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by Harold & Meredith Sears

A surprising number of dance rhythms are as recent as the Twentieth Century, but the origins of the Waltz go way back. Curt Sachs, a dance historian, has said that "the roots of all turning dances are lost in the twilight of Neolithic vegetation cults," and many fast and twirling folk dances are described from the seventeenth and eighteenth centuries in Italy (the Volta), Germany (the Weller), Austria (the Ländler), in France, and in England.

The early Waltz was what we now call the Viennese Waltz. It came to Vienna early in the 1800s. In England especially, the Waltz was widely condemned as immoral, given the "closed" dance position, the rapid tempo (60 measures per minute), and the constant twirling and turning.

In order to appreciate the outrage initially caused by this new dance style, one might think of the stately, slow, and distant movements of the Minuet, the Allemande, the Contredance, and the other courtly dances of the time. These social dances of French society were characterized by a refined and stylized elegance, polite distance between the dancers, and reserved and precise movements. They were subdued, much less energetic, characterized by sternness of attitude and slow complex patterns of movement. They were performed at arm's length. Dancers wore gloves so there would be no fleshly contact even at this distance. You can hardly imagine a more diametrically opposite style of dance than those first wildly popular Viennese Waltzes.

Lord Byron (1788-1824) was a great Romantic poet and author of such works as She Walks in Beauty, To a Lady Who Presented to the Author a Lock of Hair Braided with His Own, and Appointed at a Night in December to Meet Him in the Garden. Well, maybe these three titles do suggest a more distant and worshipful, rather than close and lusty, attitude toward women, but Byron was shocked to enter a London ballroom and see the lady of his dreams clasped close by "a huge, hussar-looking gentleman, turning round and round to a confounded see-saw, up-and-down sort of turn, like two cockchafers spitted upon the same bodkin." (quoted in Silvester, 1949)

In the English magazine, Belgravia, there was this warning:

We who go forth of nights and see without the slightest discomposure our sister and our wife seized on by a strange man and subjected to violent embraces and canterings round a small-sized apartment – the only apparent excuse for such treatment being that it is done to the sound of music – can scarcely realize the horror which greeted the introduction of this wicked dance. (quoted in Allen, 2002)

Or consider this report on the Prince Regent's grand ball from the society pages of The Times of London, summer, 1816:

We remarked with pain that the indecent foreign dance called the Waltz was introduced (we believe for the first time) at the English court on Friday last … it is quite sufficient to cast one's eyes on the voluptuous intertwining of the limbs and close compressor on the bodies in their dance, to see that it is indeed far removed from the modest reserve which has hitherto been considered distinctive of English females. So long as this obscene display was confined to prostitutes and adulteresses, we did not think it deserving of notice; but now that it is attempted to be forced on the respectable classes of society by the civil examples of their superiors, we feel it a duty to warn every parent against exposing his daughter to so fatal a contagion.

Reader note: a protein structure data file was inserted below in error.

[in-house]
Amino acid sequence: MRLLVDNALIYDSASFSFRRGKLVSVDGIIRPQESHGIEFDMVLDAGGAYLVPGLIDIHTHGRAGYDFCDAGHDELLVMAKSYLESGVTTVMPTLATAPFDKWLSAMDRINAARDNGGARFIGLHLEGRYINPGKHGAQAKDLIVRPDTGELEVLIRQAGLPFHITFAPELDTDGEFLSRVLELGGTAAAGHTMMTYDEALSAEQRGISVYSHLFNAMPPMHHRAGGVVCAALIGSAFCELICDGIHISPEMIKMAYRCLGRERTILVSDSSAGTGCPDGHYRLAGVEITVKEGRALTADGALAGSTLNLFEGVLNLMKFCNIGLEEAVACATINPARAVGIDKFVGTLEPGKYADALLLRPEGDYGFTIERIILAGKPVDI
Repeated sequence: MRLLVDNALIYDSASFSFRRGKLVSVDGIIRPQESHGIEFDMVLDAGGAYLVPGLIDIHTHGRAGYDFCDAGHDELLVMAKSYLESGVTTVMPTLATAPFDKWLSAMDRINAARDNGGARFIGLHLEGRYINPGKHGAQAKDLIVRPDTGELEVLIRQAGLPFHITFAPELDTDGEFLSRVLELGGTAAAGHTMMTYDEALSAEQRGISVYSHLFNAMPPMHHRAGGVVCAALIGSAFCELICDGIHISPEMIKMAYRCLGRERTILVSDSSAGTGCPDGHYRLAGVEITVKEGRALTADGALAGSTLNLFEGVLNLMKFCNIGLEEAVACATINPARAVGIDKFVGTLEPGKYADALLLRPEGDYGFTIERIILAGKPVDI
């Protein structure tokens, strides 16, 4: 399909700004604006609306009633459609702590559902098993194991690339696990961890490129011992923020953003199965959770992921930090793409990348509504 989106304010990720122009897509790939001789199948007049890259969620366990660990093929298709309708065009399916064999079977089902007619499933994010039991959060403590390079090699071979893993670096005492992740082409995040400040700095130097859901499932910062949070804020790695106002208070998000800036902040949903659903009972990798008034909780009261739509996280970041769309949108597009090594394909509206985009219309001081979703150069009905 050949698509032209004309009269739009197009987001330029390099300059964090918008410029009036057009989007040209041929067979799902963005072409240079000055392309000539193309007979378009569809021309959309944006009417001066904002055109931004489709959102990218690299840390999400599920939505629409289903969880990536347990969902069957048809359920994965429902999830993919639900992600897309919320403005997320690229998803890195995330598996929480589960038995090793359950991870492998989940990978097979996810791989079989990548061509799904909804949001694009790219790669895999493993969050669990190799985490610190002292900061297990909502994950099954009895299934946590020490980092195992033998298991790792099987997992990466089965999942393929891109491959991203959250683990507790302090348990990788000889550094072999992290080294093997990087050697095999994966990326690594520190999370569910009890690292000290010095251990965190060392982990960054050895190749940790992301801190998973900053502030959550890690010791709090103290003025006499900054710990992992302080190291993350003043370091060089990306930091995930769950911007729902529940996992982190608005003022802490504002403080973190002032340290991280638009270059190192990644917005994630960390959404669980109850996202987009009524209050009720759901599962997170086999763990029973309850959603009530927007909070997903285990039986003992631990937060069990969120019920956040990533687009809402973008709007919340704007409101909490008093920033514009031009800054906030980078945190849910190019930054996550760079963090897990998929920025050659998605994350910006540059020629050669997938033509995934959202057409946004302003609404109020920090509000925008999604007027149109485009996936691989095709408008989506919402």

Jeff Allen has explained:

Interestingly, "voluptuous intertwining of the limbs," simply referred to the close dance position of the day. The gloved hand of the gentleman was placed gently on the waist of his partner at virtually full arm's length. The lady's left-gloved hand quite possibly was delicately placed on her gentleman's shoulder, and she likely held a fan in that same hand. The left hand of the gentleman remained open and acted as the shelf for his partner's right-gloved hand. The really scandalous point of that reporter's observation was that the gentleman's foot disappeared from time to time under the lady's gown in the midst of the dance. The bodies of the dancers were never in contact!

Whether or not you feel the closed dance position to be indecent, this early Waltz was an exhausting and dizzying experience, consisting of constant twirling without pause or break. Lloyd Shaw quotes Cellarius, a great French dancing master, who warned that, "The Valser should … take care never to relinquish his lady until he feels that she has entirely recovered herself."

Hillgrove wrote, "When the lady expresses a desire to pause, the gentleman should take her aside and wait until she feels refreshed, and is inclined once more to join the whirling maze."

Lloyd Shaw said, "In close embrace (the Waltz position) the dancers turned continually while they revolved around the room. There were no steps forward or back, no relief, it was all a continuous whirl of pleasure for those who could take it."

Goethe said, "Never have I moved so lightly. I was no longer a human being. To hold the most adorable creature in one's arms and fly around with her like the wind, so that everything around us fades away…"

And it was fun – much too fun to remain widely condemned for long.

The Emperor Alexander of Russia and Lord Palmerston of England (with their respective partners, of course) were seen enjoying the Waltz. They whirled around English ballrooms with grace and skill, and the rest of English society quickly joined in. Johann Strauss Sr. (1804 - 1849) and Johann Strauss Jr. (1825 - 1899), the "Waltz King," wrote On the Beautiful Blue Danube and Tales from the Vienna Woods and many other pieces. Franz Lehar's (1870 - 1948) Merry Widow was another beautiful piece, and the Viennese Waltz became popular among all classes. As early as 1825, the Waltz became known as the "Queen of the Ballroom." In America, the Waltz was first exhibited in Boston in 1834.